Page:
The Lords EU Committee has this week formally issued the first ever 'Green Card', calling on the European Commission to take action to combat food waste.
The 'Green Card'
The Green Card is a new initiative, which enables the parliaments of EU Member States to join forces to make proposals to the Commission, and thereby influence the development of EU policy. The Green Card was proposed in the EU Committee's report on The Role of National Parliaments in the EU, published in March 2014, and was supported by national parliaments in the most recent survey conducted by COSAC.
Food waste: the issue
It has been estimated that 89 million tonnes of food are wasted each year in the EU, a figure which could rise to approximately 126 million tonnes by 2020 if no action is taken. The Lords EU Energy and Environment Sub-Committee addressed the issue in its 2014 report on Counting the Cost of Food Waste. The Green Card invites the European Commission, when tabling a new circular economy package in the coming months, to adopt a strategic approach to the reduction of food waste within the EU.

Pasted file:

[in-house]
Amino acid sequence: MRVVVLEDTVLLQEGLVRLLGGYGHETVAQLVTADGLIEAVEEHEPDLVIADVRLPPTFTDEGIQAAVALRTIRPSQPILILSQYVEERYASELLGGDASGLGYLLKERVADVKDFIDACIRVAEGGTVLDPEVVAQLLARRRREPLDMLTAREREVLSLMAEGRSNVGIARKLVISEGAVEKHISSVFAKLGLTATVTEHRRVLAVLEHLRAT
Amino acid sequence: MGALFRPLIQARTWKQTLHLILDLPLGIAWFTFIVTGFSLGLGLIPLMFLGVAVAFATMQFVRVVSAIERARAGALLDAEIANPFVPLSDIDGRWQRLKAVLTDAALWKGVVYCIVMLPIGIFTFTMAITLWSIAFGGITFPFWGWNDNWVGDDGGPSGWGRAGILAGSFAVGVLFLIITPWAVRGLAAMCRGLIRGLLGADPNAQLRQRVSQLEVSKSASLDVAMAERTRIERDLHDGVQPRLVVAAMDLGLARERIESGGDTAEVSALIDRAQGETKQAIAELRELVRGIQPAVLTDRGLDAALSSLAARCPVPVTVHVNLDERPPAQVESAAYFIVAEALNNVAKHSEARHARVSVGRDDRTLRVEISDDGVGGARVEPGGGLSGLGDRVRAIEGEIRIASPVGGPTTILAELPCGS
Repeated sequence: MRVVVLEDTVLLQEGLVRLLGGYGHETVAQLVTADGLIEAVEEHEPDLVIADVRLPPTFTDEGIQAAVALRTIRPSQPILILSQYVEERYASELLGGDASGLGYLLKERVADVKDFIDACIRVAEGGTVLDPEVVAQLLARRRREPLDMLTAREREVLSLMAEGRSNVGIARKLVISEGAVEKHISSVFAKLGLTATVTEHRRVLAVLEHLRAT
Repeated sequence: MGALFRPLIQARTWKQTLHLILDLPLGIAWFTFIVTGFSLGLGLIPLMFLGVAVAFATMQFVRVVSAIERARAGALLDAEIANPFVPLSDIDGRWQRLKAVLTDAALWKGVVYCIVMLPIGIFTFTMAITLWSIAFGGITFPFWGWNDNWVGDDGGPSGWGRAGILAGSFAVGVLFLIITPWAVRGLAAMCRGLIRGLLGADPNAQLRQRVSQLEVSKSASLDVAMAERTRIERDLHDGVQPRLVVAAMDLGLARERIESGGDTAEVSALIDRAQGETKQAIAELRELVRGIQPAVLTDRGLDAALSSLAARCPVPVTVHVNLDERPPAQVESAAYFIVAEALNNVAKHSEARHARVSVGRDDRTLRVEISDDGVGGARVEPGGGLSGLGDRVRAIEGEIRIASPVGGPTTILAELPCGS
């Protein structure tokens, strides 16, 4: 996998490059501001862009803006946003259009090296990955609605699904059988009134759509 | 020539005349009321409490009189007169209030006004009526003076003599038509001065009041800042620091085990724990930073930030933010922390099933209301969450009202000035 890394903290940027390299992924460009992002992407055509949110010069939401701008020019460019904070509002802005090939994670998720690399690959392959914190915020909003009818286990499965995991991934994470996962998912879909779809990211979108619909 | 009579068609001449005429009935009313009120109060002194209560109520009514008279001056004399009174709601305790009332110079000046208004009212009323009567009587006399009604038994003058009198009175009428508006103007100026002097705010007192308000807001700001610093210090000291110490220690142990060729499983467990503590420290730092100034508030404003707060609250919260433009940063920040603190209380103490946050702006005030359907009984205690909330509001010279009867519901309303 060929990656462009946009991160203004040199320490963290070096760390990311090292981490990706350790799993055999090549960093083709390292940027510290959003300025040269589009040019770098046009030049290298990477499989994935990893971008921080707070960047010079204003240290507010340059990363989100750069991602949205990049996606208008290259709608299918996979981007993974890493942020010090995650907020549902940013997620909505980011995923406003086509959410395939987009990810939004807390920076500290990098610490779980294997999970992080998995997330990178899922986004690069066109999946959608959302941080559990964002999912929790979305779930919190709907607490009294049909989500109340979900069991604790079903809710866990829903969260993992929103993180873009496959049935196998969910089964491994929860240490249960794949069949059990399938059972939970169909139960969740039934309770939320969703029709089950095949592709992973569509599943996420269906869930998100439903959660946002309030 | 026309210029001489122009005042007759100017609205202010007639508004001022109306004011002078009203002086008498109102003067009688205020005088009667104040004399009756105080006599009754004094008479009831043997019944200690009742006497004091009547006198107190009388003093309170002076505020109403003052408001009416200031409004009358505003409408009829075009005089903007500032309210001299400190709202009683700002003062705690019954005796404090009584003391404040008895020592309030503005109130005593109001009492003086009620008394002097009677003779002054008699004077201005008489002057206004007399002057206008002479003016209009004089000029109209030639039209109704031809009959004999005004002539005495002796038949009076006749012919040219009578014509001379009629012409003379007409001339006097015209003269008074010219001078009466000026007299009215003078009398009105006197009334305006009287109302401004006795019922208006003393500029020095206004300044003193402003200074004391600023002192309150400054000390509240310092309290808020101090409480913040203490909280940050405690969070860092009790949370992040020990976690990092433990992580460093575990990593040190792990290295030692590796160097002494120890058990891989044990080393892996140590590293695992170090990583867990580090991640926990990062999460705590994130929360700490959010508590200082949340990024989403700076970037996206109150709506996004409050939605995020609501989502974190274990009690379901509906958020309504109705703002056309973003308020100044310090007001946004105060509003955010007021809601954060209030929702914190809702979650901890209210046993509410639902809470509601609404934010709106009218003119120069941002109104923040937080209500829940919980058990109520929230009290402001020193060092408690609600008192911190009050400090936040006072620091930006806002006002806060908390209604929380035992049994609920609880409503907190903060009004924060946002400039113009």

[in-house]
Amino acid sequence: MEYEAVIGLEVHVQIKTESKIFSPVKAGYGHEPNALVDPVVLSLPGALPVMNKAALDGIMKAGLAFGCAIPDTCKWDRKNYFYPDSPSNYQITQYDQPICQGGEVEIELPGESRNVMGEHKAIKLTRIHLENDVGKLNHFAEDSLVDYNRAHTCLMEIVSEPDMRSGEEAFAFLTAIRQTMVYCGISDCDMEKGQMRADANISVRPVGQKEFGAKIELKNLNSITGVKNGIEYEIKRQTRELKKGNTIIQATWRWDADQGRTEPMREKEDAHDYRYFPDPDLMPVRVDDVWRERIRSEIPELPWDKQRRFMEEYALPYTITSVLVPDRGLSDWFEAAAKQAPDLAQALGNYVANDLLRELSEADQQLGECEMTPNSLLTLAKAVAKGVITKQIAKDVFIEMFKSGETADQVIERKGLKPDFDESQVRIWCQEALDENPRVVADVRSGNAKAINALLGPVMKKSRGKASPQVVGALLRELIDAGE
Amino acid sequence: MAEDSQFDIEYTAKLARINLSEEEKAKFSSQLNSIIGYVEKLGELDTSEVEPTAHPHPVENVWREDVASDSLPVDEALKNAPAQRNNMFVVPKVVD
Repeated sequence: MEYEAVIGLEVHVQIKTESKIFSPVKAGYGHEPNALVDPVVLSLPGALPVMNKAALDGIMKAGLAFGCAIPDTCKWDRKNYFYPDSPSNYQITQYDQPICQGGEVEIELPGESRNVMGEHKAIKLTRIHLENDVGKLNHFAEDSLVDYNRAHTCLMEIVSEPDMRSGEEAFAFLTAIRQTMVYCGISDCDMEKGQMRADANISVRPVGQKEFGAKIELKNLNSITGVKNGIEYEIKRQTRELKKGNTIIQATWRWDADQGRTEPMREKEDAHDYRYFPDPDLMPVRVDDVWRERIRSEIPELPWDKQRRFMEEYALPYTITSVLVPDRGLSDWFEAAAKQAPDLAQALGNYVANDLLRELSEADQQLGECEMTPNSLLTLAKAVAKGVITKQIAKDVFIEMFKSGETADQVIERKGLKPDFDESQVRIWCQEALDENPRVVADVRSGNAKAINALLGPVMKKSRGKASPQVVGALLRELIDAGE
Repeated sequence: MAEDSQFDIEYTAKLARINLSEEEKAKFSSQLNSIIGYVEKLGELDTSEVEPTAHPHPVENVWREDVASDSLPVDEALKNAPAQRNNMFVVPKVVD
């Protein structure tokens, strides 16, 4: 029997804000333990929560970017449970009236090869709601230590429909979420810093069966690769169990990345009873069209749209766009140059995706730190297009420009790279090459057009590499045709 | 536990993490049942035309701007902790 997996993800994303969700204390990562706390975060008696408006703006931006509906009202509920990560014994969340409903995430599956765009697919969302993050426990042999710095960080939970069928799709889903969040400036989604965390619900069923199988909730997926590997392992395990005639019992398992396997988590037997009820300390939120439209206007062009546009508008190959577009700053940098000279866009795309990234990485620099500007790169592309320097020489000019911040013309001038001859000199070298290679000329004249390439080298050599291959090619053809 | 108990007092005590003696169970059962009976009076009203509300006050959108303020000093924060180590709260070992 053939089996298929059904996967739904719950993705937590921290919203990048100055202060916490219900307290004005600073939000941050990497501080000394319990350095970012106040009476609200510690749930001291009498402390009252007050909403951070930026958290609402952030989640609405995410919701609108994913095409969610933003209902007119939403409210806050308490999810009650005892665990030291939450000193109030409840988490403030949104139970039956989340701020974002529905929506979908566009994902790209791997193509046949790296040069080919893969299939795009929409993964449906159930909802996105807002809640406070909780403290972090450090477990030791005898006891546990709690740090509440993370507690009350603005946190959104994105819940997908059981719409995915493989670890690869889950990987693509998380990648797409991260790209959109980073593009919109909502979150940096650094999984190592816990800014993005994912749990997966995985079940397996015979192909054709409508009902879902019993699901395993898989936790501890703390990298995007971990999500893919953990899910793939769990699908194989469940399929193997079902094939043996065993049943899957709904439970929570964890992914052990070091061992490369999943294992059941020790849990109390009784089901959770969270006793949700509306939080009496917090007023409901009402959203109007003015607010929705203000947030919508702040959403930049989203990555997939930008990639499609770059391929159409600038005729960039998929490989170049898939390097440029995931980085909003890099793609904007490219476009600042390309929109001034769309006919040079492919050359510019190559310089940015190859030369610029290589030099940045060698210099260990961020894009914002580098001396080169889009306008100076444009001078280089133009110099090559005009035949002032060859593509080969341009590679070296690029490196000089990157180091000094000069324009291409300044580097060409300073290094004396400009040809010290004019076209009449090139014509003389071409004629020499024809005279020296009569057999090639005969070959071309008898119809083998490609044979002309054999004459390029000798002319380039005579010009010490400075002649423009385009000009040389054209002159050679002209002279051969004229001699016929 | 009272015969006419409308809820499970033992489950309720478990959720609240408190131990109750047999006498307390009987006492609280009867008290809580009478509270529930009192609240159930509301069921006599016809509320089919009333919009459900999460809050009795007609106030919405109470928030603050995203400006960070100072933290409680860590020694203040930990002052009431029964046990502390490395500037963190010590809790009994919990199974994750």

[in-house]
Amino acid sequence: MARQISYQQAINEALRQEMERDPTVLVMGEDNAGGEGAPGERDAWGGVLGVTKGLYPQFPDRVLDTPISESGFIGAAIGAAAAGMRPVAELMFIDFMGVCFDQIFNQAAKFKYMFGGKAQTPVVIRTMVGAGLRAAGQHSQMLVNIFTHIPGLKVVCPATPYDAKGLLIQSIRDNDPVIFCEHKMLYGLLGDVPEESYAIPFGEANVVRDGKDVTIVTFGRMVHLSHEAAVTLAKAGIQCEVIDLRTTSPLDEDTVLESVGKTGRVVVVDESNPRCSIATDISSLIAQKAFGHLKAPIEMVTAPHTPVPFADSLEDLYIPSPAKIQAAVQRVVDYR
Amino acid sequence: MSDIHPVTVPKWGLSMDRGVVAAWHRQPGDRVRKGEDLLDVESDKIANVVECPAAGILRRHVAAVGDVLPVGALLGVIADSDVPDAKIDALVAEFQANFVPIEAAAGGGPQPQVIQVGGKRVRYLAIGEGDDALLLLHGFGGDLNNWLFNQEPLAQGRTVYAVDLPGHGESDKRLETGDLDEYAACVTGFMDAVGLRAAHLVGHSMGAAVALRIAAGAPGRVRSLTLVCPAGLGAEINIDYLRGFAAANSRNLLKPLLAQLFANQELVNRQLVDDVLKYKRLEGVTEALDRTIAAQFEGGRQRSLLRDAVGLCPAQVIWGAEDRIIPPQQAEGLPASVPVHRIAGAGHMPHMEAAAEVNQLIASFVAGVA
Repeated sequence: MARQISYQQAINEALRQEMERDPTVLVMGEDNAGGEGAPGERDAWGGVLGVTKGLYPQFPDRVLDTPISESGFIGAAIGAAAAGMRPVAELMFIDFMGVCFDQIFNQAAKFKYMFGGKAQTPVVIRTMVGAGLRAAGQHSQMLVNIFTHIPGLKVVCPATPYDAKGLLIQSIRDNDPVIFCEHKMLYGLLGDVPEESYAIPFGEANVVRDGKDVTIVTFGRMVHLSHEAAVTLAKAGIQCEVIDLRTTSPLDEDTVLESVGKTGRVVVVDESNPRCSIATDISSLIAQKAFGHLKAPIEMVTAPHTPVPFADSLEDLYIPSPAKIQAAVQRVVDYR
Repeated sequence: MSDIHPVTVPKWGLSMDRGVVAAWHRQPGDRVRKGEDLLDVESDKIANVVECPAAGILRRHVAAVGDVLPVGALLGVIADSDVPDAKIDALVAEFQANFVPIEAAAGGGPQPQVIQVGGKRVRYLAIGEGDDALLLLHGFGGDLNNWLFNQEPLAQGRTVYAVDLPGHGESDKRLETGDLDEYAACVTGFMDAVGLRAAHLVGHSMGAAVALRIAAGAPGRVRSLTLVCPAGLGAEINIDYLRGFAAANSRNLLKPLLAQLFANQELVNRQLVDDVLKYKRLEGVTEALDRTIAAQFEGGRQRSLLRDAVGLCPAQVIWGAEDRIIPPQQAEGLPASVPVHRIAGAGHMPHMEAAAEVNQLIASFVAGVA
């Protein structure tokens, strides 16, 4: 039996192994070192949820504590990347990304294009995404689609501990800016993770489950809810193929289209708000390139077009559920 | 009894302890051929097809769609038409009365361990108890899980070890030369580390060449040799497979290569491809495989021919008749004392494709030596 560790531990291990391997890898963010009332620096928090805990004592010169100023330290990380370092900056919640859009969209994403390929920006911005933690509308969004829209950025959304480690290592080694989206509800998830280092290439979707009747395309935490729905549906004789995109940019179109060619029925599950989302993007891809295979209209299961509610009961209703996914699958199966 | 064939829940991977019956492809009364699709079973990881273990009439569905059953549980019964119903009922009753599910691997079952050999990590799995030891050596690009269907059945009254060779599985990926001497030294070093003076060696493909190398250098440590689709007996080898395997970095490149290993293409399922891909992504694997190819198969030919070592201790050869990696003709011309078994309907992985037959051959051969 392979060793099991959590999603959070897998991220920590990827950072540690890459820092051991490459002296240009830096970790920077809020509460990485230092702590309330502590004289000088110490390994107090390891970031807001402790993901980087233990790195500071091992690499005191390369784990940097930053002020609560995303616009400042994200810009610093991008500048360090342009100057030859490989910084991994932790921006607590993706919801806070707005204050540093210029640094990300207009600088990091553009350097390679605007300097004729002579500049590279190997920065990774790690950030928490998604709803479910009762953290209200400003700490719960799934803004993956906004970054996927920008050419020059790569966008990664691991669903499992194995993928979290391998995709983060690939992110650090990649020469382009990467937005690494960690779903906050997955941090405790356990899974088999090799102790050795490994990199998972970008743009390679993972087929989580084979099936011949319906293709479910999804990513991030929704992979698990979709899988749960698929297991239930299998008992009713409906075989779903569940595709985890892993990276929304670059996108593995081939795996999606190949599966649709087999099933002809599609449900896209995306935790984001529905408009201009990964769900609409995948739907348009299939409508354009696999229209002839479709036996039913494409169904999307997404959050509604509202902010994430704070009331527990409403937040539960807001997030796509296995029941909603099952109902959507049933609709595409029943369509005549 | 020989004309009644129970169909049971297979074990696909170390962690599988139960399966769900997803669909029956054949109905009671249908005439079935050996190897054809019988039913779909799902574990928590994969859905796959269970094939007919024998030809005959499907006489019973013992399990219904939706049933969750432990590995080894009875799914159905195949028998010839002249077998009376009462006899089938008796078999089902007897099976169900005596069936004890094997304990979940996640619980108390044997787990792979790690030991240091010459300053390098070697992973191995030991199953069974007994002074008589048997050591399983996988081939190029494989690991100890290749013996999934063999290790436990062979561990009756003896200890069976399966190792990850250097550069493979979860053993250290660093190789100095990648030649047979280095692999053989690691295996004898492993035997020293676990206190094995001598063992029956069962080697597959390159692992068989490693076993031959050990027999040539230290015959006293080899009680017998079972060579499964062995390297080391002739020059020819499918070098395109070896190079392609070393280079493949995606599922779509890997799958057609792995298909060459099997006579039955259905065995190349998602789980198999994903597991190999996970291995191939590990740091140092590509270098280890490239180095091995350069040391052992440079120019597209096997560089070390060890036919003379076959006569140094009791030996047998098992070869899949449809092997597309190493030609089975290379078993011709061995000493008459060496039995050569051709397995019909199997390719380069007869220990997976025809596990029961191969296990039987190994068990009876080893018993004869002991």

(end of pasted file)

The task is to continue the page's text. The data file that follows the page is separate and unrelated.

Support for the Green Card
The Green Card has been endorsed by chairs of committees in 16 out of the 41 national parliaments and chambers of the EU. All have co-signed the letter which is today being sent to the President of the European Commission, Jean-Claude Juncker.
The 16 chambers and parliaments who have supported the Green Card are:
- Bulgaria (National Assembly)
- Croatia (Croatian Parliament)
- Cyprus (House of Representatives)
- Czech Republic (Chamber of Deputies)
- France (Assemblée Nationale)
- France (Sénat)
- Hungary (National Assembly)
- Italy (Senate)
- Latvia (Saeima)
- Lithuania (Seimas)
- Luxembourg (Chamber of Deputies)
- Malta (House of Representatives)
- The Netherlands (Tweede Kamer)
- Portugal (Assembleia da República)
- Slovakia (National Council)
- United Kingdom (House of Lords)